Video

Video Lao Dam Project Runs Into Opposition

A Lao dam project on a section of the Mekong River is drawing opposition from local fishermen, international environmental groups and neighboring countries. VOA's Say Mony visited the region to investigate the concerns. Colin Lovett narrates.
Video

Video A Filmmaker Discovers Her Biracial Identity in "Little White Lie

Lacey Schwartz grew up in an upper middle-class Jewish family, in a town in upstate New York where almost everyone she knew was white. She assumed that she was, as well. Her recent documentary, Little White Lie, tells the story of how she uncovered the secret of her true racial background. VOA’s Carolyn Weaver has more on the film.
Video

Video Deep Under Antarctic Ice Sheet, Life!

With the end of summer in the Southern hemisphere, the Antarctic research season is over. Scientists from Northern Illinois University are back in their laboratory after a 3-month expedition on the Ross Ice Shelf, the world’s largest floating ice sheet. As VOA’s Rosanne Skirble reports, they hope to find clues to explain the dynamics of the rapidly melting ice and its impact on sea level rise.
Video

Video US-Cuba Normalization Talks Resume Friday

Negotiations aimed at normalizing diplomatic relations between the U.S. and Cuba resume Friday. On the table: lifting a half-century trade embargo and easing banking and travel restrictions. There's opposition in Congress, but some analysts say there may be sufficient political and economic incentives in both nations for a potential breakthrough this year. VOA's Mil Arcega reports.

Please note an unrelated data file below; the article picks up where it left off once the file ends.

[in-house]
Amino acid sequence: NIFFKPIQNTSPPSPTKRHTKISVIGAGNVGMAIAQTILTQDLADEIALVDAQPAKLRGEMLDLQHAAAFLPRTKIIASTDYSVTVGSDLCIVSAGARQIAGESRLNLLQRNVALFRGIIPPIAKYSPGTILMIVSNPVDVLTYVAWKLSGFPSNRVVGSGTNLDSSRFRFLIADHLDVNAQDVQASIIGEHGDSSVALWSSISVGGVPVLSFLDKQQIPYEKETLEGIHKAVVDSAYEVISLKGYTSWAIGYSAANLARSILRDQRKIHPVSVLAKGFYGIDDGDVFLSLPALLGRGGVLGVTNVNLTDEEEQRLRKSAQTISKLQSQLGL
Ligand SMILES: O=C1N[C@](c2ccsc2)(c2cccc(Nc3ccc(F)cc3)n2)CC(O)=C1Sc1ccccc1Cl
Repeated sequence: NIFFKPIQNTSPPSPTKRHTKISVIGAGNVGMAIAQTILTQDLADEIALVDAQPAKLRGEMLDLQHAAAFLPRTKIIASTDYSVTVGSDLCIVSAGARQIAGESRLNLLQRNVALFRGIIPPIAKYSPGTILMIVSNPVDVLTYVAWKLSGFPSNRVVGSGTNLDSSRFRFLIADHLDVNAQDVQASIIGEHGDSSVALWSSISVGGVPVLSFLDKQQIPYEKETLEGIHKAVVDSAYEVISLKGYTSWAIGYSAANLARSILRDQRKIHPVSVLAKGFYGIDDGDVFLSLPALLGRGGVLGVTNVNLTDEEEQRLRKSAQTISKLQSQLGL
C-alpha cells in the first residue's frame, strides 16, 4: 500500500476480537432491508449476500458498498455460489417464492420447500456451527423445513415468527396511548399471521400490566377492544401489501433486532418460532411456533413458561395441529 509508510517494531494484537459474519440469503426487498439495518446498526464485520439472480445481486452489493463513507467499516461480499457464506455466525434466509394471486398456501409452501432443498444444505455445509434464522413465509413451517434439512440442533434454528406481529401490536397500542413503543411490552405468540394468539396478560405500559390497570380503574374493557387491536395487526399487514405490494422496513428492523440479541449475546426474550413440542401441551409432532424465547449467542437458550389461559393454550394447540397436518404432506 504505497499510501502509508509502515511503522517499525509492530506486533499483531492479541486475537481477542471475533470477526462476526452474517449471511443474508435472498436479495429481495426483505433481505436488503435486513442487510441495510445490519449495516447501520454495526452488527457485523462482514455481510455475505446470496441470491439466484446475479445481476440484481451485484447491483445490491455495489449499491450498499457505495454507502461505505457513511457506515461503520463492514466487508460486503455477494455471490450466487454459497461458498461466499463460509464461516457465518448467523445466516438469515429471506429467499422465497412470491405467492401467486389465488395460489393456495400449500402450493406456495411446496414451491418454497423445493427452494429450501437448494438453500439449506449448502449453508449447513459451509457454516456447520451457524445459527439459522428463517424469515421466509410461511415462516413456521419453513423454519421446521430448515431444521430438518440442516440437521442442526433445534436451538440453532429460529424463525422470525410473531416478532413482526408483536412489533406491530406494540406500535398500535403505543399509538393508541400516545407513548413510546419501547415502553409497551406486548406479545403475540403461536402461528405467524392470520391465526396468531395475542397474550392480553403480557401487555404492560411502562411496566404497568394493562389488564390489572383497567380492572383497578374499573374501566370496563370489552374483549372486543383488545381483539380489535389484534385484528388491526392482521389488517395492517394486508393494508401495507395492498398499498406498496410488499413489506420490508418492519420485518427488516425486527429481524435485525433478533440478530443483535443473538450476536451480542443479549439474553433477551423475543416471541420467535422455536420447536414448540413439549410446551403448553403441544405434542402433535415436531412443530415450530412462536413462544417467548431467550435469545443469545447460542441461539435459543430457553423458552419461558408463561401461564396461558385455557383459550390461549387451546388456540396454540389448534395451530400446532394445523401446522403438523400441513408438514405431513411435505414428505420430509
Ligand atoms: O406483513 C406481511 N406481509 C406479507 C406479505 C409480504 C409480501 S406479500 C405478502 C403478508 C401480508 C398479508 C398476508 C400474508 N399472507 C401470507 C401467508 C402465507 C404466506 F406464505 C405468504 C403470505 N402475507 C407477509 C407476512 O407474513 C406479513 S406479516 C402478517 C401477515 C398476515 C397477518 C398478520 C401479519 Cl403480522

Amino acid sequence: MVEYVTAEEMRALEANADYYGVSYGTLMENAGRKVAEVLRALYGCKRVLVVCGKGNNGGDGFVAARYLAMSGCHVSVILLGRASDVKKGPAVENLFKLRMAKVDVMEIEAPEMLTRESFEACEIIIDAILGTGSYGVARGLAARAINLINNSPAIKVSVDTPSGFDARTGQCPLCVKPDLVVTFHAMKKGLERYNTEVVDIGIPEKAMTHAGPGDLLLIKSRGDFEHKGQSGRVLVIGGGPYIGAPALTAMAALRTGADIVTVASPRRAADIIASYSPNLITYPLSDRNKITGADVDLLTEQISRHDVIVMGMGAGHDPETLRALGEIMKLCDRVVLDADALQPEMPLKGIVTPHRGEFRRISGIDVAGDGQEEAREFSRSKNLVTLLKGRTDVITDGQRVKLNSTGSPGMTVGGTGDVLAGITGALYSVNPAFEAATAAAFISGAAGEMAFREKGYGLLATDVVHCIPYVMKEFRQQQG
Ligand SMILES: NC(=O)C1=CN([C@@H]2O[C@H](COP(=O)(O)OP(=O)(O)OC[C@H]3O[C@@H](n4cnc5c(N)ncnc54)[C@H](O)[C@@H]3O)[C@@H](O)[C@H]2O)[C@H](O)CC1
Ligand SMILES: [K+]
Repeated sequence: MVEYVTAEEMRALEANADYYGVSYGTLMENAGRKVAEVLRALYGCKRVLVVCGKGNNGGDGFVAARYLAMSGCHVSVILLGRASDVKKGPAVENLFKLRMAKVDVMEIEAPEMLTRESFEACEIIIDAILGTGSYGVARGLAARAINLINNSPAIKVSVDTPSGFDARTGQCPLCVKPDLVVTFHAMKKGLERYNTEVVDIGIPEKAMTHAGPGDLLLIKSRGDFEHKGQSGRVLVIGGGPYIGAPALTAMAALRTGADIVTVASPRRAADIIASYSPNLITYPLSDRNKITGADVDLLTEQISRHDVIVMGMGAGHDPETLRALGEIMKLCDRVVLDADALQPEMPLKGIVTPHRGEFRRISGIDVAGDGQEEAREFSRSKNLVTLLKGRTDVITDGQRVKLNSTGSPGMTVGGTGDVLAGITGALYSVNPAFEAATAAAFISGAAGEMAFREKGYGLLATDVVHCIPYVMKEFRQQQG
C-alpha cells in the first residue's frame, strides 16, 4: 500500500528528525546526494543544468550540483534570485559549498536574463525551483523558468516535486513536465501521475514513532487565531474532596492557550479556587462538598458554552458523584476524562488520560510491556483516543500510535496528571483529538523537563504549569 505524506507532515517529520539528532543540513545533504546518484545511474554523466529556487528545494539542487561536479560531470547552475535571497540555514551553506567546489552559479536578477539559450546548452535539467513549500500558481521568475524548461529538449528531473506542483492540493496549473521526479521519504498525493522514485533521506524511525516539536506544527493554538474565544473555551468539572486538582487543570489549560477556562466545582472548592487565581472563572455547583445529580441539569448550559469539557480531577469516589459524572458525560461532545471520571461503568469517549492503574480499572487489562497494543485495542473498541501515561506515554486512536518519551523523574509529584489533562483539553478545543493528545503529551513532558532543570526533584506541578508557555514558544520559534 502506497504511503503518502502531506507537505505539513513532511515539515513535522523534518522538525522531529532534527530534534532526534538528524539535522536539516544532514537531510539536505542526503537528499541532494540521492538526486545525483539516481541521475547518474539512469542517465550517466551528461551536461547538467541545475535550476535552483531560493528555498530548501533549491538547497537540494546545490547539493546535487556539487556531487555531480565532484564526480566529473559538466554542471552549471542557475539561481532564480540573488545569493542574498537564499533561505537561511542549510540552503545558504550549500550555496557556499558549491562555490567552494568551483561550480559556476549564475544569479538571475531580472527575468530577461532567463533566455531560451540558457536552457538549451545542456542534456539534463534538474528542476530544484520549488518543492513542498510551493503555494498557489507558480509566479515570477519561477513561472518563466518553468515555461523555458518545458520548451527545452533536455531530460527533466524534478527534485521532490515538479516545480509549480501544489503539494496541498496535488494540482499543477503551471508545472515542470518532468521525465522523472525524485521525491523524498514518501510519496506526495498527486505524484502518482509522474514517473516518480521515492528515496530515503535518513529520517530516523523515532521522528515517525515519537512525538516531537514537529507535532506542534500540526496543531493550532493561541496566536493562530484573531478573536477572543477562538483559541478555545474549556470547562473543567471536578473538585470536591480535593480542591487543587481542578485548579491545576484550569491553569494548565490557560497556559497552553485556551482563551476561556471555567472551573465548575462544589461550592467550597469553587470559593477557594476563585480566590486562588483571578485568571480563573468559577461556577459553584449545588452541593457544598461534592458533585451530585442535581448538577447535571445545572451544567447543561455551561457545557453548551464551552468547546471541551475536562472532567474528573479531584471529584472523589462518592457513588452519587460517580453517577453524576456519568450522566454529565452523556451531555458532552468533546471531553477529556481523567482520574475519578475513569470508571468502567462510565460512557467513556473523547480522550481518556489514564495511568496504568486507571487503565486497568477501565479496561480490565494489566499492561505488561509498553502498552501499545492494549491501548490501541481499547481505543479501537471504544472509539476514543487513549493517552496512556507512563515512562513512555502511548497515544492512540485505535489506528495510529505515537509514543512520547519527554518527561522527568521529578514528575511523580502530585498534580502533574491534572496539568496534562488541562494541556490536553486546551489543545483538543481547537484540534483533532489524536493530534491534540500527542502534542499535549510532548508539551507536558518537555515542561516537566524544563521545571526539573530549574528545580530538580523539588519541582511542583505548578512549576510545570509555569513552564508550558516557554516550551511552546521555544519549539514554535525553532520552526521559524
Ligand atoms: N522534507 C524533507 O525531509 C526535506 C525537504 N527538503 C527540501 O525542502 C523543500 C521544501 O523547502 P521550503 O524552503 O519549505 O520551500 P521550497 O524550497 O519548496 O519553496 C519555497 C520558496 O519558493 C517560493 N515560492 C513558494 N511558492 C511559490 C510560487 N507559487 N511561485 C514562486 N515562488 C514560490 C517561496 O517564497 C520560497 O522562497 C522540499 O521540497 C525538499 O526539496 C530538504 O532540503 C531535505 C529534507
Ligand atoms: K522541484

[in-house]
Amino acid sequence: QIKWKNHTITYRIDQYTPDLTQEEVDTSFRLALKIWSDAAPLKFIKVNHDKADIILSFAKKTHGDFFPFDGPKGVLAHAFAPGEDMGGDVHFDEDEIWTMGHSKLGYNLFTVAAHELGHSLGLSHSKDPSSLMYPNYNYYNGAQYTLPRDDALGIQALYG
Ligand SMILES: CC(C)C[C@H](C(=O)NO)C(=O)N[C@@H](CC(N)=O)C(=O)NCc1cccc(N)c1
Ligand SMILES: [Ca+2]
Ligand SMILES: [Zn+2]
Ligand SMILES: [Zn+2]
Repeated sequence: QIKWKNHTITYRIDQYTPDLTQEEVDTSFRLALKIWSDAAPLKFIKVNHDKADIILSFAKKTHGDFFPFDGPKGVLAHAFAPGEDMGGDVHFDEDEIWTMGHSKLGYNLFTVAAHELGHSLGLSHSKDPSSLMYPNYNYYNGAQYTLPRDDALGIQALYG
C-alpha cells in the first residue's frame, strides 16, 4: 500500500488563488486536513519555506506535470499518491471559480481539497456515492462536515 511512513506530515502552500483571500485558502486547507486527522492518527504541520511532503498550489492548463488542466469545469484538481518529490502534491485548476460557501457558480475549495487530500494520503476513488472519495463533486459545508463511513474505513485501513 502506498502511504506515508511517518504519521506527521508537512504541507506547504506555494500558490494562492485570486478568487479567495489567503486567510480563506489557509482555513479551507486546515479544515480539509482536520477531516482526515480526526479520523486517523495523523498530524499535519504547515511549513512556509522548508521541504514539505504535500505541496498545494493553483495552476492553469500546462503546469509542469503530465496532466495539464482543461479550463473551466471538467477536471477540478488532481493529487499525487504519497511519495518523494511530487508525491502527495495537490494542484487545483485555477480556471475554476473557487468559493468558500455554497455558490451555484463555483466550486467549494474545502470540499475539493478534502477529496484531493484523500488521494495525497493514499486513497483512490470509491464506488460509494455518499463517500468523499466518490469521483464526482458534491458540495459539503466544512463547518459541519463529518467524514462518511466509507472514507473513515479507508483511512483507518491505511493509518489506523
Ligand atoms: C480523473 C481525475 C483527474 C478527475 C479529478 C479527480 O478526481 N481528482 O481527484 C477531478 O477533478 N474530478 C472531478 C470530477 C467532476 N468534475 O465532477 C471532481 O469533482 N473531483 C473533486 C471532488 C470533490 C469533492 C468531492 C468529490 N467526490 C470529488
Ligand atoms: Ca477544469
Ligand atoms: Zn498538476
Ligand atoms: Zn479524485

Video

Video Pakistan's Deadline For SIM Registration Has Cellphone Users Scrambling

Pakistani cell phone users have until midnight Thursday to register their SIM cards, or their service will be cut off. While some privacy experts worry about government intrusion, many Pakistanis are just worried about keeping their phone lines open. VOA Deewa reporter Arshad Muhmand has more from Peshawar.
Video

Video Myanmar Warns Factory Workers to End Strikes

Outside Myanmar's main city Yangon, thousands of workers walked off their jobs earlier this month demanding a doubling of their wages, pay raises after a year and input from labor unions on industrial regulations. Since Friday, the standoff has grown more tense as police moved in to disrupt the sit-ins, resulting in clashes that injured people from both sides. VOA correspondent Steve Herman visited industrial zones which have become a focus of Myanmar's fledgling workers rights movement.
Video

Video Oscar Winners Do More Than Thank the Academy

The Academy Awards presentation is Hollywood’s night to reward the best movies from the previous year. It’s typically a lot of glitter, a lot of thank you’s, a lot of speeches. But many of this year’s speeches carried messages beyond the thank you's. VOA’s Carolyn Presutti takes a look.

All About America

Circumventing Censorship

An Internet Primer for Healthy Web Habits

As surveillance and censoring technologies advance, so, too, do new tools for your computer or mobile device that help protect your privacy and break through Internet censorship.
More